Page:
Taking stock of life outside of prison during National Reentry Week
For many ex-offenders, settling into the routines of life is a hard-fought goal.
I can't help but smile while Colwin Williams talks about wanting a speed bump on the West Philly street where he and his family just moved.
There are a lot of children in the neighborhood, including his own 2-year-old, Aisha. That was part of the attraction to the place.
Did I notice all the grills in front of the rowhouses? he asks. I nod, smiling.
Neighbors like to grill while the kids play out front, he continues, but they need to be hawk-eyed about the speeding knuckleheads who use the narrow street as a short cut. I nod, smiling some more.
I met Williams in 2012, days after he was released from prison after serving nearly two decades behind bars — six in solitary confinement — for multiple armed robberies. Over the years, I've chronicled his ups and downs. He's had plenty of both.
For the first few years, most of our conversations had a sense of urgency about them. He was 25 when he was sentenced in 1993. He turns 49 on Sunday.
He was desperate to find a job. Get a car. A place to live that he could afford and that his parole officer would approve. He dreamed of becoming an anti-violence speaker.
But the longer he was out, and the more he settled into the rhythm of his new life, the more the tone of our conversations changed.
He got that car...
He was working a lot of hours...
We'd been trying to get together for months by the time we finally connected this week, but I only realized afterward that it was National Reentry Week, designed to call attention to the challenges faced by people coming home from prison.
There's been a lot about our relationship that's been serendipitous, including the day I just happened to turn and see him approaching then-Mayor Michael Nutter at an anti-violence rally at LOVE Park. He'd just gotten out of prison after "18.9" years, he told Nutter, shaking his hand. He wanted to help tackle the violence in the city.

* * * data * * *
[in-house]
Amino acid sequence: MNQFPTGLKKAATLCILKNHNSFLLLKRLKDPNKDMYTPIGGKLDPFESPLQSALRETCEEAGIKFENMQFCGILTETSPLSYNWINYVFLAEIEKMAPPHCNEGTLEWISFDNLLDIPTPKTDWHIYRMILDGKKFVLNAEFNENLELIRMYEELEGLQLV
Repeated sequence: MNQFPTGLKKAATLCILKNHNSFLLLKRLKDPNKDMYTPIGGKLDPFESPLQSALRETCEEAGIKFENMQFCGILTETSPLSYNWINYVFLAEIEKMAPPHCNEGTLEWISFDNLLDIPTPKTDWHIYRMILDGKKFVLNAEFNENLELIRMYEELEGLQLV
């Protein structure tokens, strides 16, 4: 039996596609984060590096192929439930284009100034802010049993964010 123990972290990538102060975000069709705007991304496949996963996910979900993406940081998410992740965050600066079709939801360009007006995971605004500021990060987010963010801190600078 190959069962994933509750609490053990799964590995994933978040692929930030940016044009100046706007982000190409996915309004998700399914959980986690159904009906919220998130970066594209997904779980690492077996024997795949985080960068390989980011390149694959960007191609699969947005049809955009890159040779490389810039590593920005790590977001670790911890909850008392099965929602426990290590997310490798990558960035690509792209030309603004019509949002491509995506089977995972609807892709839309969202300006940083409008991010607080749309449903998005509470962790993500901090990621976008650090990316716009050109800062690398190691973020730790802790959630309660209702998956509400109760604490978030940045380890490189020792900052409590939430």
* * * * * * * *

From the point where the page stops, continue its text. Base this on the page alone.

That drive has mostly helped him. There were times I worried his sometimes outsize expectations would do him in. He had to leave school after trying to juggle a two-hour commute to classes and mandatory probation programs.
But slowly he realized that sometimes no matter how hard you grind, life works at its own pace, and that as much as he had prepared himself for life on the outside, there were some things he didn't predict.
Over the years, he watched inmates come in, younger and harder-looking. But it wasn't until he was out, working on the streets as a violence mediator with Philadelphia Cease Fire-Cure Violence, did he appreciate how much things had changed.
The people at both ends of gun violence were getting younger.
That was never clearer than in the case of Mahaj Brown, a 6-year-old who last year miraculously survived 10 bullet wounds from an AK-47.
He recalled how Mahaj's shooting affected him.
"This wasn't a kid," he said. "This was a baby."
He looks over at his little girl, playing nearby.
The stakes are higher, in and out of the house.
He's lived in a couple of other places since his release, but says those were more addresses than homes.
That was clear as soon as I walked up the front steps, past the garden his girlfriend, Sabrina Gadson, is tending, the wind chimes hanging from the porch and the apron hanging in the kitchen that reads, "Home Sweet Home."
They're waiting on his tax return to get some furniture for the living room, he tells me, and the basement he's hoping to turn into his retreat.
But his daughter's room is already decked out in Disney everything.
Before I leave, Williams admits he still hopes to fill up the Convention Center as an anti-violence speaker, a dream he's stoked since his release.
But until then, he's settling into the routine of life, watching his little girl grow up in a way he didn't with his other children who were babies when he went away, living a life he once thought impossible.